Scientists propose Tyrannosaurus had three species, not just 'rex' | Inquirer Technology

Scientists propose Tyrannosaurus had three species, not just ‘rex’

/ 02:52 PM March 01, 2022
FILE PHOTO: A child looks at a 67 million year old skeleton of a Tyrannosaurus, named Trix, during the first day of the exhibition "A T-Rex in Paris" at the French National Museum of Natural History in Paris, France, June 6, 2018. REUTERS/Philippe Wojazer

FILE PHOTO: A child looks at a 67 million year old skeleton of a Tyrannosaurus, named Trix, during the first day of the exhibition “A T-Rex in Paris” at the French National Museum of Natural History in Paris, France, June 6, 2018. REUTERS/Philippe Wojazer

WASHINGTON — A group of researchers is proposing that Tyrannosaurus, the most famous of all dinosaurs and the ultimate apex predator, actually includes three species and not just the single T. rex, based on thighbone and tooth variations among dozens of its fossils.

T. rex, meaning “tyrant lizard king,” has been the sole species of the genus Tyrannosaurus recognized since the dinosaur was first described in 1905. A genus is a broader grouping of related organisms than a species.

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A team of three researchers led by Baltimore-based independent paleontologist and paleoartist Gregory Paul on Monday said variations they spotted in an examination of about three dozen Tyrannosaurus fossils warranted the recognition of two additional species: T. imperator, meaning “tyrant lizard emperor,” and T. regina, meaning “tyrant lizard queen.”

“After over a century of all specimens being placed into one species without the issue being carefully examined, the first and only analysis finds that the variation in Tyrannosaurus is beyond the norms for dinosaurs, and is distributed over time in a manner that indicates that Darwinian speciation from one (species) to two new species had occurred before the final dinosaur extinction cut off further evolution,” Paul said.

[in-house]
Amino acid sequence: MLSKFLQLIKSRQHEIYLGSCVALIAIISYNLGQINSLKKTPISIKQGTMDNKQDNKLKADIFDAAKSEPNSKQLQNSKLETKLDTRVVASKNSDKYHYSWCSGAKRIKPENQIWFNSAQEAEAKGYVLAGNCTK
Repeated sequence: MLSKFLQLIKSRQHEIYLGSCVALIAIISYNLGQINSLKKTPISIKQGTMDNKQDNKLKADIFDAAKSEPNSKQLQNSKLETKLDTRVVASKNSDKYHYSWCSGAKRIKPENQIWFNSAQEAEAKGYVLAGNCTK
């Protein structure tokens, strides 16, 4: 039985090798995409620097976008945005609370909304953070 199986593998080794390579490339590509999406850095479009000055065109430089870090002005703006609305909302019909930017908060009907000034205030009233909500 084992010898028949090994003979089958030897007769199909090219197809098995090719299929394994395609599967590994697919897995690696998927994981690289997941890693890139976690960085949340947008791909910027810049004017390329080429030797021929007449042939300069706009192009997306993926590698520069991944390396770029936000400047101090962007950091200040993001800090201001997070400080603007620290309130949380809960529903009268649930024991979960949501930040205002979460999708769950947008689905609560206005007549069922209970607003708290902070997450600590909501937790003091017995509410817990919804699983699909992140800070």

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Tyrannosaurus prowled western North America during the during the Cretaceous Period at the twilight of the dinosaur age before an asteroid struck Mexico’s Yucatan peninsula 66 million years ago, dooming the dinosaurs.

Paul and his colleagues cited differences in the robustness – some larger and others more lightly built – of the thighbone, or femur, and differences in the number of the small teeth at the lower jaw tip among the examined fossils.

“It is a concern that this will be controversial because of the charismatic status of T. rex, but on the other hand the study would not be getting so much attention otherwise,” said Paul, whose study was published in the journal Evolutionary Biology.

Paul was correct about controversy. Some paleontologists not part of the study disagreed with its conclusions.

“Ultimately, to me, this variation is very minor and not indicative of meaningful biological separation of distinct species that can be defined based on clear, explicit, consistent differences,” University of Edinburgh paleontologist Steve Brusatte said.

“It’s hard to define a species, even for animals today, and these fossils have no genetic evidence that can test whether there were truly separate populations. Until I see much stronger evidence, these are all still T. rex to me, and that’s what I’ll be calling them,” Brusatte added.

Paul did not rule out that differences among individuals or differences between Tyrannosaurus males and females were at play, but called this unlikely.

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Tyrannosaurus had a massive head and tremendous bite strength, walked on two strong legs, and had puny arms with just two fingers. Perhaps the largest-known Tyrannosaurus is a specimen named Sue at the Field Museum in Chicago, at 40-1/2 feet (12.3-meters) long and an estimated 9 tons. The new study concluded that Sue is not a T. rex but rather a T. imperator.

The scale of the differences among the three proposed Tyrannosaurus species, Paul said, is akin to the differences between a lion – scientific name Panthera leo – and a tiger, scientific name Panthera tigris. Lions and tigers are members of the same genus, Panthera, but have enough differences that they are recognized as separate species.

Paleontologist Thomas Carr of Carthage College in Wisconsin, whose 2020 study of variation in T. rex found no evidence of multiple species, also differed with the new study.

“Perhaps most damning is the fact that the authors were unable to refer several excellent skulls to any of the three species,” Carr said. “If their species are valid, then more than just two features should identify them: nearly every detail – especially in the head – should be different.”

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TOPICS: Cretaceous era, T. imperator, T. regina, Tyrannosaurus rex
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